Just as we need water to live, we need the gift of God’s Spirit to give us fullness of life, and to sustain us through troubles and trials and the challenges of living in our broken world. But we are not just asked to wait for rain while living in the desert. We are not just invited to go to a river or stream to get a drink when we are thirsty. We are told that we are like branches that get to stay connected directly to the vine, a constant and secure source of water and nourishment and life.
The encouragement to us in the Gospel today is simply to BE what we ARE. We are branches of the vine that is Christ. We need to ABIDE in the vine… stay connected to Jesus who is the source of our strength each and every day. Through worship, prayer, Bible study, and participation in the Christian community on a regular basis, we have the benefit of a constant source of strength and hope and courage.
Another metaphor occurred to me as I was thinking about it. Imagine that you have a fire to put out – a fire of hatred, violence, cruelty, or indifference. Would you choose to grab a bucket so you could run back and forth from the water tap to the burning house, dousing the flames a little on each successive trip? Or would you choose to grab a hose instead?
I love the enthusiasm of the Ethiopian convert from our first reading this morning. He’s been searching for a source of strength and life for a while now. He’s been reading the Scriptures and trying to understand who God is. And he’s travelled all the way from his home in Ethiopia to Jerusalem for one of the great pilgrimage festivals of faith. I can only imagine that he is deeply thirsty for the water that is God’s Spirit of life, and with Philip’s help he is able to find it.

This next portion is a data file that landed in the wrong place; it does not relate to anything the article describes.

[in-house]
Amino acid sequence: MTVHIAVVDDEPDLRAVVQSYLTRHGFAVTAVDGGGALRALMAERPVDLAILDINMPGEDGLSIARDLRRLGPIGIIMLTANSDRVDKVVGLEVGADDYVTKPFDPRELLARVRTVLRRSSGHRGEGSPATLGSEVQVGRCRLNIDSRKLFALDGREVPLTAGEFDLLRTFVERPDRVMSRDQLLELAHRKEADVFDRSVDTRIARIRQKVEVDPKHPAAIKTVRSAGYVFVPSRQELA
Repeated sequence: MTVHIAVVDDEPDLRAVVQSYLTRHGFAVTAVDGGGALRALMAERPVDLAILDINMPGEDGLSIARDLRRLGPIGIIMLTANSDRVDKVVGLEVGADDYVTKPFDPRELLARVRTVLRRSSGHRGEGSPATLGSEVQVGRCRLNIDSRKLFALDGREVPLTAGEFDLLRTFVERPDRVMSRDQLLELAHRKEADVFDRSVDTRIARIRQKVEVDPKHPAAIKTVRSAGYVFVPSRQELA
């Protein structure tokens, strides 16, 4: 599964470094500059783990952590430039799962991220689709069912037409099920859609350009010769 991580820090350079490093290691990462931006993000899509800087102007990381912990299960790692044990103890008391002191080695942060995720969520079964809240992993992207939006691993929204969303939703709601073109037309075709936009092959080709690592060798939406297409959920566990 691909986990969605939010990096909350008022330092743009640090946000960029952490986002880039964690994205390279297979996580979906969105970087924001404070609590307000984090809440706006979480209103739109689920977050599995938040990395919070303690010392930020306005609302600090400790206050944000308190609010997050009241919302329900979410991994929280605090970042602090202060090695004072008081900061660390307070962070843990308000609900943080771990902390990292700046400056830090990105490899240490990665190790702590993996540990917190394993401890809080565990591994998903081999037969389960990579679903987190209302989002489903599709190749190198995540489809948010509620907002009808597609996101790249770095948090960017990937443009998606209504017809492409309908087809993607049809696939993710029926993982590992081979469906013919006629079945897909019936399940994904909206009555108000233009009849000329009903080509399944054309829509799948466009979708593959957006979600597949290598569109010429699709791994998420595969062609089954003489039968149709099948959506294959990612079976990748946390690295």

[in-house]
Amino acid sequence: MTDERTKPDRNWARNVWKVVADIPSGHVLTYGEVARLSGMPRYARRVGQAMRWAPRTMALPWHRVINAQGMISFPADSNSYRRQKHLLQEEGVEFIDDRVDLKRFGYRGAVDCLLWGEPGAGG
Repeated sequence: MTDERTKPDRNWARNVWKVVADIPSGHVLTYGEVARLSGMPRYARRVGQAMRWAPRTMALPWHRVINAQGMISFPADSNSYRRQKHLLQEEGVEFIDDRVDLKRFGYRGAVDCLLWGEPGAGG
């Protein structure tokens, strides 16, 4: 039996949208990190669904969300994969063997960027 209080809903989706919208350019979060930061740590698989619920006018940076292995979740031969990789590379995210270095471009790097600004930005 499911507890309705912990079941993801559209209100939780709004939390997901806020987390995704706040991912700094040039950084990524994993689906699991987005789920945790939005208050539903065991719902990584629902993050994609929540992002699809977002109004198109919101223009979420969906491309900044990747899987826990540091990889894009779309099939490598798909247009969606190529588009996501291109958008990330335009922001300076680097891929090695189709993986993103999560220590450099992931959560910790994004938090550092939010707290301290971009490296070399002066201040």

When the chariot they are riding in comes near some water – a lake, a river, perhaps just a small stream at the side of the road – he exclaims, “Look, here is water! What is to prevent me from being baptized?” He recognizes his need for God in his life, and he desperately wants to get connected to that ultimate source of strength.
The problem for many people in our world today, and the problem even for us (much of the time) is that we go to the wrong sources. We’re all searching for meaning, seeking fulfillment, longing for happiness and fullness of life. But we go to sources that are more like shallow wells instead of mountain-fed springs that gush up to eternal life.
Perhaps the best illustration is to consider the electronics store that is actually called, “The Source.” It used to be called, “Radio Shack,” of course, but technology has developed and improved at a staggering rate, and kids today may not even know what a radio is.